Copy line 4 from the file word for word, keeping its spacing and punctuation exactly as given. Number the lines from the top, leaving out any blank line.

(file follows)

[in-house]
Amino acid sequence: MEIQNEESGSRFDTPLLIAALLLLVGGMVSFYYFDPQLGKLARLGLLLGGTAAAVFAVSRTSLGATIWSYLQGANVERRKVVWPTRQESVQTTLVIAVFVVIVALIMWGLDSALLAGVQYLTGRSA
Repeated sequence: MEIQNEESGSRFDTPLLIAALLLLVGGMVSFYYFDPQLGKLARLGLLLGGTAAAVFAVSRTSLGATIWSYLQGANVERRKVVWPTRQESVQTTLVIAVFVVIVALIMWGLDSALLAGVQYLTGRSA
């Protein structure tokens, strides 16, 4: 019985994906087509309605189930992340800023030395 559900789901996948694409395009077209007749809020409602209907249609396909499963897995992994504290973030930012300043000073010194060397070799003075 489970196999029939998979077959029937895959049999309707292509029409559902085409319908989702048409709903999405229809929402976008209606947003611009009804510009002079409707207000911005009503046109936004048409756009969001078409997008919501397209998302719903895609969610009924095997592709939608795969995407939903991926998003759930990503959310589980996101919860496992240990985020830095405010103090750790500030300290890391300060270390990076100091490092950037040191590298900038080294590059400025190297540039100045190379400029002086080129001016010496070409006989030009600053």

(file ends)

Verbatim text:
């Protein structure tokens, strides 16, 4: 019985994906087509309605189930992340800023030395 559900789901996948694409395009077209007749809020409602209907249609396909499963897995992994504290973030930012300043000073010194060397070799003075 489970196999029939998979077959029937895959049999309707292509029409559902085409319908989702048409709903999405229809929402976008209606947003611009009804510009002079409707207000911005009503046109936004048409756009969001078409997008919501397209998302719903895609969610009924095997592709939608795969995407939903991926998003759930990503959310589980996101919860496992240990985020830095405010103090750790500030300290890391300060270390990076100091490092950037040191590298900038080294590059400025190297540039100045190379400029002086080129001016010496070409006989030009600053």